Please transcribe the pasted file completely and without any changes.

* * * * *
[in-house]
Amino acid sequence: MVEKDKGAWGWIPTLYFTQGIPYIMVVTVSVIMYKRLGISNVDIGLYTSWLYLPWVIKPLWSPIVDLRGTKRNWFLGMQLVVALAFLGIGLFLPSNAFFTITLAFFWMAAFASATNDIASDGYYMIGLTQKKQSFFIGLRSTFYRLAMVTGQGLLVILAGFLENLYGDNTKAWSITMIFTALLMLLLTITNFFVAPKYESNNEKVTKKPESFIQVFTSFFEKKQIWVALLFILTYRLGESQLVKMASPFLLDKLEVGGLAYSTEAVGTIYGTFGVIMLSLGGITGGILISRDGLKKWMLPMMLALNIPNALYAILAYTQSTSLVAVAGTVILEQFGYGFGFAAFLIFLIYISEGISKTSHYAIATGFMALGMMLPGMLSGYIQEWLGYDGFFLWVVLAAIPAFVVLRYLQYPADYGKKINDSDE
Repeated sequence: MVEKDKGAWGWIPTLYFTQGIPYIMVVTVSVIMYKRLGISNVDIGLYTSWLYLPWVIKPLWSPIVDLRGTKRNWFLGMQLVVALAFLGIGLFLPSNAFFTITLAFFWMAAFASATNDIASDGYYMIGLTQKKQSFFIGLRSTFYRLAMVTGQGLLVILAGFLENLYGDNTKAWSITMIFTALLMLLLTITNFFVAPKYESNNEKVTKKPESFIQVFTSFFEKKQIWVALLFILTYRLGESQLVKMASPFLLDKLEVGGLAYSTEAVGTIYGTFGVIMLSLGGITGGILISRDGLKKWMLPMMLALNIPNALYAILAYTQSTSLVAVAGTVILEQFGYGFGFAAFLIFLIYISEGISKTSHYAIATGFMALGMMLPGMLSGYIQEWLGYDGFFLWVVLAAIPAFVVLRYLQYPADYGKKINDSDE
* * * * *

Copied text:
[in-house]
Amino acid sequence: MVEKDKGAWGWIPTLYFTQGIPYIMVVTVSVIMYKRLGISNVDIGLYTSWLYLPWVIKPLWSPIVDLRGTKRNWFLGMQLVVALAFLGIGLFLPSNAFFTITLAFFWMAAFASATNDIASDGYYMIGLTQKKQSFFIGLRSTFYRLAMVTGQGLLVILAGFLENLYGDNTKAWSITMIFTALLMLLLTITNFFVAPKYESNNEKVTKKPESFIQVFTSFFEKKQIWVALLFILTYRLGESQLVKMASPFLLDKLEVGGLAYSTEAVGTIYGTFGVIMLSLGGITGGILISRDGLKKWMLPMMLALNIPNALYAILAYTQSTSLVAVAGTVILEQFGYGFGFAAFLIFLIYISEGISKTSHYAIATGFMALGMMLPGMLSGYIQEWLGYDGFFLWVVLAAIPAFVVLRYLQYPADYGKKINDSDE
Repeated sequence: MVEKDKGAWGWIPTLYFTQGIPYIMVVTVSVIMYKRLGISNVDIGLYTSWLYLPWVIKPLWSPIVDLRGTKRNWFLGMQLVVALAFLGIGLFLPSNAFFTITLAFFWMAAFASATNDIASDGYYMIGLTQKKQSFFIGLRSTFYRLAMVTGQGLLVILAGFLENLYGDNTKAWSITMIFTALLMLLLTITNFFVAPKYESNNEKVTKKPESFIQVFTSFFEKKQIWVALLFILTYRLGESQLVKMASPFLLDKLEVGGLAYSTEAVGTIYGTFGVIMLSLGGITGGILISRDGLKKWMLPMMLALNIPNALYAILAYTQSTSLVAVAGTVILEQFGYGFGFAAFLIFLIYISEGISKTSHYAIATGFMALGMMLPGMLSGYIQEWLGYDGFFLWVVLAAIPAFVVLRYLQYPADYGKKINDSDE